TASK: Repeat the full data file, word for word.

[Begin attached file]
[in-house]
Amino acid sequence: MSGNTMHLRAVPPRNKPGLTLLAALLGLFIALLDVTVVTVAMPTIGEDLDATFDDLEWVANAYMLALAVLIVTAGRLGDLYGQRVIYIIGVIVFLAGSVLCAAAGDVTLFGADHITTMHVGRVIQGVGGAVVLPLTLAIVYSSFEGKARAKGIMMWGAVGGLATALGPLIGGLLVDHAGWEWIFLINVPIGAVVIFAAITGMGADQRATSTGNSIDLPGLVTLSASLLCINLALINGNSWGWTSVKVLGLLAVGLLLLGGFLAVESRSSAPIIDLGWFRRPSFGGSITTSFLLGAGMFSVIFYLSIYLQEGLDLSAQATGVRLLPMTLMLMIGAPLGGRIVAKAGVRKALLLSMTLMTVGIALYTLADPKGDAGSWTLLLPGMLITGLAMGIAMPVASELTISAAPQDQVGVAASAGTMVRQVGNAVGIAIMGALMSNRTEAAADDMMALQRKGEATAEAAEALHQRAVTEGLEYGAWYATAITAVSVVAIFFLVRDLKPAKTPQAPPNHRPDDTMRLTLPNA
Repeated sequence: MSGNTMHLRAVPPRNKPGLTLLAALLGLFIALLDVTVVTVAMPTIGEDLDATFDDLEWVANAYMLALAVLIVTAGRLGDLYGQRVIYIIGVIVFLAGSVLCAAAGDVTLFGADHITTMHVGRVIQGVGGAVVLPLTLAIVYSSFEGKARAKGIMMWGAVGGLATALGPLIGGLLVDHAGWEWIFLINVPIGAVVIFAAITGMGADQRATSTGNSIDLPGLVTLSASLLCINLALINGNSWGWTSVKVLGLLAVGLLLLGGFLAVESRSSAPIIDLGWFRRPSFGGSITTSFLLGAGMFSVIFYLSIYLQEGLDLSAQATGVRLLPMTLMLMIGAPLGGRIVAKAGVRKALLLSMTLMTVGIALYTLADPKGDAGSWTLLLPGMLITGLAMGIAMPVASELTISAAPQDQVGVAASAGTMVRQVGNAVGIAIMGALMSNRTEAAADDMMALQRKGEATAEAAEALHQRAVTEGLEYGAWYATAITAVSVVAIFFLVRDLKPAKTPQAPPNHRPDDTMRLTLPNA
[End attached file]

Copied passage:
[in-house]
Amino acid sequence: MSGNTMHLRAVPPRNKPGLTLLAALLGLFIALLDVTVVTVAMPTIGEDLDATFDDLEWVANAYMLALAVLIVTAGRLGDLYGQRVIYIIGVIVFLAGSVLCAAAGDVTLFGADHITTMHVGRVIQGVGGAVVLPLTLAIVYSSFEGKARAKGIMMWGAVGGLATALGPLIGGLLVDHAGWEWIFLINVPIGAVVIFAAITGMGADQRATSTGNSIDLPGLVTLSASLLCINLALINGNSWGWTSVKVLGLLAVGLLLLGGFLAVESRSSAPIIDLGWFRRPSFGGSITTSFLLGAGMFSVIFYLSIYLQEGLDLSAQATGVRLLPMTLMLMIGAPLGGRIVAKAGVRKALLLSMTLMTVGIALYTLADPKGDAGSWTLLLPGMLITGLAMGIAMPVASELTISAAPQDQVGVAASAGTMVRQVGNAVGIAIMGALMSNRTEAAADDMMALQRKGEATAEAAEALHQRAVTEGLEYGAWYATAITAVSVVAIFFLVRDLKPAKTPQAPPNHRPDDTMRLTLPNA
Repeated sequence: MSGNTMHLRAVPPRNKPGLTLLAALLGLFIALLDVTVVTVAMPTIGEDLDATFDDLEWVANAYMLALAVLIVTAGRLGDLYGQRVIYIIGVIVFLAGSVLCAAAGDVTLFGADHITTMHVGRVIQGVGGAVVLPLTLAIVYSSFEGKARAKGIMMWGAVGGLATALGPLIGGLLVDHAGWEWIFLINVPIGAVVIFAAITGMGADQRATSTGNSIDLPGLVTLSASLLCINLALINGNSWGWTSVKVLGLLAVGLLLLGGFLAVESRSSAPIIDLGWFRRPSFGGSITTSFLLGAGMFSVIFYLSIYLQEGLDLSAQATGVRLLPMTLMLMIGAPLGGRIVAKAGVRKALLLSMTLMTVGIALYTLADPKGDAGSWTLLLPGMLITGLAMGIAMPVASELTISAAPQDQVGVAASAGTMVRQVGNAVGIAIMGALMSNRTEAAADDMMALQRKGEATAEAAEALHQRAVTEGLEYGAWYATAITAVSVVAIFFLVRDLKPAKTPQAPPNHRPDDTMRLTLPNA